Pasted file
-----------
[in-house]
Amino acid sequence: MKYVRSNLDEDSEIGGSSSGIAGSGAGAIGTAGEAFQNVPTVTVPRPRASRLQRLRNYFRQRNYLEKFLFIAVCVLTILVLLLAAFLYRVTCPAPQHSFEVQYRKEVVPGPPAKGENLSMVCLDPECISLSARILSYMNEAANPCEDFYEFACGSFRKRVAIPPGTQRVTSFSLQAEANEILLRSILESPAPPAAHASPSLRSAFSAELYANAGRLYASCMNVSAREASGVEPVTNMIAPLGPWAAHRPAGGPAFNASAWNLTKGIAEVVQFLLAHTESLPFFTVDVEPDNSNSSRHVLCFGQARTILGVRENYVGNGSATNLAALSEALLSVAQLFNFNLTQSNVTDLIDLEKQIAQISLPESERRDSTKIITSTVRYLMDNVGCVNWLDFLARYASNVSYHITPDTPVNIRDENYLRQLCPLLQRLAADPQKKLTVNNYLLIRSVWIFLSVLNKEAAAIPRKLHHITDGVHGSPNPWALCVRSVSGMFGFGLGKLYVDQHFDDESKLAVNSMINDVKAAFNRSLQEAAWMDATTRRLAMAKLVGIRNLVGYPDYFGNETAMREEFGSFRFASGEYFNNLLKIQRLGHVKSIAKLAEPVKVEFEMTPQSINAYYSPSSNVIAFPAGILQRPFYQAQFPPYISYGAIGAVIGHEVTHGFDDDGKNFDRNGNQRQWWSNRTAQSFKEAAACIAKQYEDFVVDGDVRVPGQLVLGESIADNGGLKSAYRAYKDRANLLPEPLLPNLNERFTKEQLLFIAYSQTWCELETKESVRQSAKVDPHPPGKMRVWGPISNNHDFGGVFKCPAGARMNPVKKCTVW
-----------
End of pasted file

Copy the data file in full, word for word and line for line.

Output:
[in-house]
Amino acid sequence: MKYVRSNLDEDSEIGGSSSGIAGSGAGAIGTAGEAFQNVPTVTVPRPRASRLQRLRNYFRQRNYLEKFLFIAVCVLTILVLLLAAFLYRVTCPAPQHSFEVQYRKEVVPGPPAKGENLSMVCLDPECISLSARILSYMNEAANPCEDFYEFACGSFRKRVAIPPGTQRVTSFSLQAEANEILLRSILESPAPPAAHASPSLRSAFSAELYANAGRLYASCMNVSAREASGVEPVTNMIAPLGPWAAHRPAGGPAFNASAWNLTKGIAEVVQFLLAHTESLPFFTVDVEPDNSNSSRHVLCFGQARTILGVRENYVGNGSATNLAALSEALLSVAQLFNFNLTQSNVTDLIDLEKQIAQISLPESERRDSTKIITSTVRYLMDNVGCVNWLDFLARYASNVSYHITPDTPVNIRDENYLRQLCPLLQRLAADPQKKLTVNNYLLIRSVWIFLSVLNKEAAAIPRKLHHITDGVHGSPNPWALCVRSVSGMFGFGLGKLYVDQHFDDESKLAVNSMINDVKAAFNRSLQEAAWMDATTRRLAMAKLVGIRNLVGYPDYFGNETAMREEFGSFRFASGEYFNNLLKIQRLGHVKSIAKLAEPVKVEFEMTPQSINAYYSPSSNVIAFPAGILQRPFYQAQFPPYISYGAIGAVIGHEVTHGFDDDGKNFDRNGNQRQWWSNRTAQSFKEAAACIAKQYEDFVVDGDVRVPGQLVLGESIADNGGLKSAYRAYKDRANLLPEPLLPNLNERFTKEQLLFIAYSQTWCELETKESVRQSAKVDPHPPGKMRVWGPISNNHDFGGVFKCPAGARMNPVKKCTVW